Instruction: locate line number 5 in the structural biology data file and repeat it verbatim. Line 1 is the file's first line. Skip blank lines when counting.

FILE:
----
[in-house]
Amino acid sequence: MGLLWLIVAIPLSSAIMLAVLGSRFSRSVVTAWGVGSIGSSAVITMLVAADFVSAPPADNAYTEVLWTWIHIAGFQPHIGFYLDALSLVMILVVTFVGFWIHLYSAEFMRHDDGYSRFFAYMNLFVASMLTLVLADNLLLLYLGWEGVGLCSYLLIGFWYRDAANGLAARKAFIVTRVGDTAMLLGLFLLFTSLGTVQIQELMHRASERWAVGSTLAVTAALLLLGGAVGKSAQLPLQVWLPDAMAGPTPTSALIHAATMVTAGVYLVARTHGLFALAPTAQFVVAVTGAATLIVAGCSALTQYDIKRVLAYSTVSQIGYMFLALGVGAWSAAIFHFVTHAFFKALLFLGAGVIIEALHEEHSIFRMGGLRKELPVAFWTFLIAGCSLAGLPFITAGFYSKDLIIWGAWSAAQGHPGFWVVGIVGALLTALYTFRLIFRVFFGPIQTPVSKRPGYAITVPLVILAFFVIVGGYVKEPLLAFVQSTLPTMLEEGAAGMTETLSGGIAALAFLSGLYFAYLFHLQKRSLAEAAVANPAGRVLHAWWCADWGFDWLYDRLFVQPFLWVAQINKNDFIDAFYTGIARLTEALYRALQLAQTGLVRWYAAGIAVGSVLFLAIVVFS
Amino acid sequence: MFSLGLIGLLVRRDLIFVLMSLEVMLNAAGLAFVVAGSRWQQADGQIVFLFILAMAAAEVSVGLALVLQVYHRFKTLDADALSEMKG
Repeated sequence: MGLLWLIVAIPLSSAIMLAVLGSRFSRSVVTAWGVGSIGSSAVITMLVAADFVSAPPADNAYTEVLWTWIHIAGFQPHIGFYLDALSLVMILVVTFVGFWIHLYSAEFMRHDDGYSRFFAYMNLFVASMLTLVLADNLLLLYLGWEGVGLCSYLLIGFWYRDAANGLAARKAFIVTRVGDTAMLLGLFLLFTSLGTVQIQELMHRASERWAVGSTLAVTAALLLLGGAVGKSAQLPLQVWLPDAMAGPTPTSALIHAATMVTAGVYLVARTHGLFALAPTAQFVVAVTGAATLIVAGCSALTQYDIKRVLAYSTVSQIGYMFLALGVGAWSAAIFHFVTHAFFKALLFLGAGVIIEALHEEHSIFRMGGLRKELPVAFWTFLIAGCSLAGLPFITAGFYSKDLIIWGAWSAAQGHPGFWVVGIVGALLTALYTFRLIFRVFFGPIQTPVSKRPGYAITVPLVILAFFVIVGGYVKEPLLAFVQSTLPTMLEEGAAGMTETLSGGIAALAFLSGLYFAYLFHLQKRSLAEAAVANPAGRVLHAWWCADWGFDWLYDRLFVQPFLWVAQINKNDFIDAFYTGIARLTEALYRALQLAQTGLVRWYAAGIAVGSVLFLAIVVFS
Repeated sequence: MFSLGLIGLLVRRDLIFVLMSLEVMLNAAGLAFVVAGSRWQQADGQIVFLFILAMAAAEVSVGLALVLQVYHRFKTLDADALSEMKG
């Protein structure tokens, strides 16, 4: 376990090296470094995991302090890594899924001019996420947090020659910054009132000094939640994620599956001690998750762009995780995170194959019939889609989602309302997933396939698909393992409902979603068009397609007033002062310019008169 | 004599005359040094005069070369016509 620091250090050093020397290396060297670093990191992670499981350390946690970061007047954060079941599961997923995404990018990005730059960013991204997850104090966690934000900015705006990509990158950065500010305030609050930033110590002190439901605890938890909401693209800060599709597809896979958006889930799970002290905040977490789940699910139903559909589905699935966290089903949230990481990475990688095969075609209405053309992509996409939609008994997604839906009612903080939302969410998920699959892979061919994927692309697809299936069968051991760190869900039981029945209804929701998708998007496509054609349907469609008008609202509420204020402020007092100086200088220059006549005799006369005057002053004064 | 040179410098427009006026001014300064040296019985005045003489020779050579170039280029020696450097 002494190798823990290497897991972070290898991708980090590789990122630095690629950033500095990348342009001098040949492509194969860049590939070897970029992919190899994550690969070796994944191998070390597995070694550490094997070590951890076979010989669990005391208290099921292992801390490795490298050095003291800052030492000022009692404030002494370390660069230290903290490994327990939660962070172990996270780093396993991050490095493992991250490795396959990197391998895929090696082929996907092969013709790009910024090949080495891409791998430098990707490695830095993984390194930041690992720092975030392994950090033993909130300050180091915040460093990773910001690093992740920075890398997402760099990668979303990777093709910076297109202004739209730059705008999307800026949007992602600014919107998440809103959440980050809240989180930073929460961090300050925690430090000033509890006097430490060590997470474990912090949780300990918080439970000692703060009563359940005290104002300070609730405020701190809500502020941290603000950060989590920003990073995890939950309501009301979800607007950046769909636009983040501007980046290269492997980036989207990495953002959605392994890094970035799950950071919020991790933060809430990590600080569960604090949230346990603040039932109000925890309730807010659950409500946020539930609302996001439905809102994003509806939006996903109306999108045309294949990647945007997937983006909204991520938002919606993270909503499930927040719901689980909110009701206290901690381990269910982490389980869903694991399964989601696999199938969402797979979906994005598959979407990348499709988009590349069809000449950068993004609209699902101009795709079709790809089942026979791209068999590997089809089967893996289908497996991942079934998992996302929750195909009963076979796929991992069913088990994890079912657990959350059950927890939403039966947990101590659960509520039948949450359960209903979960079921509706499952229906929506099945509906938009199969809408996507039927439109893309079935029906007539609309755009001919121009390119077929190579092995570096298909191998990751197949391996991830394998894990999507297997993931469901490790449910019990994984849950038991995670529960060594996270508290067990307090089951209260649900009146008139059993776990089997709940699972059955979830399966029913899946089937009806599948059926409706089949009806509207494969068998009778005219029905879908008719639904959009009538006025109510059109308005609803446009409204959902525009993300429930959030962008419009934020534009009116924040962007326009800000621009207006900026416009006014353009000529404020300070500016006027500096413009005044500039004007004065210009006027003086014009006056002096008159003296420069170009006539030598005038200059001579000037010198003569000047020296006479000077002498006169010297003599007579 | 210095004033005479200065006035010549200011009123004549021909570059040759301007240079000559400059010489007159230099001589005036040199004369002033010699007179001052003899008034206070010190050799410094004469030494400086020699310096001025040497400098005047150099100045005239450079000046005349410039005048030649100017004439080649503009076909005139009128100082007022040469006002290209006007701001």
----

Repeated sequence: MFSLGLIGLLVRRDLIFVLMSLEVMLNAAGLAFVVAGSRWQQADGQIVFLFILAMAAAEVSVGLALVLQVYHRFKTLDADALSEMKG